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Samsung argues Apple injunction bid meant to 'create fear and uncertainty' for carriers, retailers

post #1 of 43
Thread Starter 
In the ongoing Apple v. Samsung patent skirmish, Samsung on Thursday argued against an Apple-sought permanent injunction, saying such an order could have long-lasting repercussions for the Korean tech giant.

Apple v Samsung
A slide from the Apple v. Samsung trial


According to in-court reports from Reuters, Samsung attorney Kathleen Sullivan said a permanent sales ban against older devices would allow Apple to immediately level claims against newer products which are not yet part of the suit.

Further, Sullivan told U.S. District Court Judge Lucy Koh that an injunction would stymie future dealings with carriers, thus impacting Samsung's ability to compete in the smartphone market.

"An injunction would create fear and uncertainty for the carriers and retailers with whom Samsung has very important customer relationships," Sullivan said.

For its part, Apple counsel William Lee reminded the court that a trial jury found Samsung to have infringed on Apple patents, an action that arguably led to lost sales. As a result, Lee said the only path is an injunction.

Judge Koh previously denied Apple's request for an injunction. After a successful appeal to the U.S. Court of Appeals for the Federal Circuit, the case was returned to Judge Koh's court, which is now hearing arguments as part of the ongoing Apple v. Samsung patent battle in California.

In its request, Apple is not simply asking for a ban on specific devices, but rather all products that not "colorably different" from those already in-suit. This could make current Samsung handsets found to be less than colorably different ripe for litigation.
post #2 of 43
Quote:
saying such an order could have long-lasting repercussions for the Korean tech giant
Uh, isn't this the general idea?
To make you think twice before you again infringe on OPP (Other People's Patent's)...
post #3 of 43

Injunction would not have happened in the first place should Samsung have accepted Apple't licensing terms.

post #4 of 43
The DOJ eBooks case makes it absurd to assume or propose the US courts are in Apple's pocket...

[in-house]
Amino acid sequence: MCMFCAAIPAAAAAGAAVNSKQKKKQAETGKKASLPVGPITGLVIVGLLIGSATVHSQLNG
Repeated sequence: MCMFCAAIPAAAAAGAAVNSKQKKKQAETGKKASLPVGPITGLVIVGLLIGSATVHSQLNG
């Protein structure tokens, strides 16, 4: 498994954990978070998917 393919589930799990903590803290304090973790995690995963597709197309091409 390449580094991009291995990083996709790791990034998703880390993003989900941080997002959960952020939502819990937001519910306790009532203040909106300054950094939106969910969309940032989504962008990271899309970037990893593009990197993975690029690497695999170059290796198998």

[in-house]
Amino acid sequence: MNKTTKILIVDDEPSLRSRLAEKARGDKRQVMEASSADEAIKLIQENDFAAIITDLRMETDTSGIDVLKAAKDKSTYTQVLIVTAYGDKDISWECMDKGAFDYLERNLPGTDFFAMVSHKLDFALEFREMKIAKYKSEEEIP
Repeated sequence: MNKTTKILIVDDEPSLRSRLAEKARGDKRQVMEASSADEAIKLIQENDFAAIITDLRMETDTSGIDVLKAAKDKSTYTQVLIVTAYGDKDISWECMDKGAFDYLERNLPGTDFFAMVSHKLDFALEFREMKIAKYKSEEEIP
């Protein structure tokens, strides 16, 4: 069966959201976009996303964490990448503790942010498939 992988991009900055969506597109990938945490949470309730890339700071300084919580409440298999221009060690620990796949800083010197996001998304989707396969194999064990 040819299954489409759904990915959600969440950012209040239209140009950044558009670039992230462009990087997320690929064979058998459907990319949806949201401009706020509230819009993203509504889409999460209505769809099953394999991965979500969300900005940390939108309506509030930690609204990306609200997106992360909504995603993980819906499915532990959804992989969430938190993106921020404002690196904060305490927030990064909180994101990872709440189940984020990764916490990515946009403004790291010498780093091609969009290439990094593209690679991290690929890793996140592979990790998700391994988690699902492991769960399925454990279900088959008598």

post #5 of 43
Opportunity to buy more stock, just like the billionaires are doing. Not worried about the drop. All about long-term.
post #6 of 43
Quote:
Originally Posted by ds423ce View Post

 

This case was just for show and most assuredly will be overturned upon appeal, or via Obama's veto.


As with the previous case, Obama has nothing to do with it. He didn't overturn anything.
post #7 of 43
Hey Sammy, that's punishment for being a thief. Oh and hirer better trolls.
post #8 of 43
Quote:

Originally Posted by ds423ce View Post

 

Obama did not overturn anything?




Correct.
Your sources are incorrect.

U.S. Trade Representative Michael Froman overturned the ban.
Here is a link to his letter

http://www.ustr.gov/sites/default/files/08032013%20Letter_1.PDF
Quote:
It could be viewed as the US favouring US companies,”
but it's not.
Edited by Chris_CA - 2/7/14 at 5:56pm
post #9 of 43
Quote:
Originally Posted by ds423ce View Post

Obama did not overturn anything?

from http://www.ft.com/intl/cms/s/0/7321bf0a-fc6b-11e2-95fc-00144feabdc0.html

"President Obama has overturned a looming US import ban against some older models of the iPhone and iPad, adding a significant political twist to the legal wars that have been raging between smartphone giants Apple and Samsung. The ban, which had been set to take effect this week, was ordered by the US International Trade Commission in June, after the agency found that Apple had infringed on a key Samsung technology patent."

"“It could be viewed as the US favouring US companies,” said Susan Kohn Ross, a partner at Los Angeles law firm Mitchell Silberberg & Knupp, about the political impact of the decision. “Frankly, every other country does it, so why shouldn’t the US?”"


-- Those who can't innovate, litigate --

I'll do this once before I block you. The ITC isn't a court. Your employer is a thief. Sammy hasn't innovated in years. Your CEO is a crook.
post #10 of 43
Quote:
Originally Posted by ds423ce View Post